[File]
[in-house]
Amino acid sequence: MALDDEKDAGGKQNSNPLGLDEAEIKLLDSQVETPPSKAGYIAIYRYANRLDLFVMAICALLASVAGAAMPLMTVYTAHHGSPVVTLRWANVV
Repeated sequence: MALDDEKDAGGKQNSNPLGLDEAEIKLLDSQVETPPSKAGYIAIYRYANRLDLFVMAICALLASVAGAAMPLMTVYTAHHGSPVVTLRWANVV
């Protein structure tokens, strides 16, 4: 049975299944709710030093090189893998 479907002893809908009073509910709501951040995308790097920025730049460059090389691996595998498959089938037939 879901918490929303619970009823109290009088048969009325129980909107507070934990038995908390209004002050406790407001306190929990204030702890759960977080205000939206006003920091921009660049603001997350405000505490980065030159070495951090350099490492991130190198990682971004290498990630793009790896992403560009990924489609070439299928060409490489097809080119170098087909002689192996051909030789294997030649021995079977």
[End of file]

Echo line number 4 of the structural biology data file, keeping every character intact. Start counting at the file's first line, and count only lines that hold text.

């Protein structure tokens, strides 16, 4: 049975299944709710030093090189893998 479907002893809908009073509910709501951040995308790097920025730049460059090389691996595998498959089938037939 879901918490929303619970009823109290009088048969009325129980909107507070934990038995908390209004002050406790407001306190929990204030702890759960977080205000939206006003920091921009660049603001997350405000505490980065030159070495951090350099490492991130190198990682971004290498990630793009790896992403560009990924489609070439299928060409490489097809080119170098087909002689192996051909030789294997030649021995079977």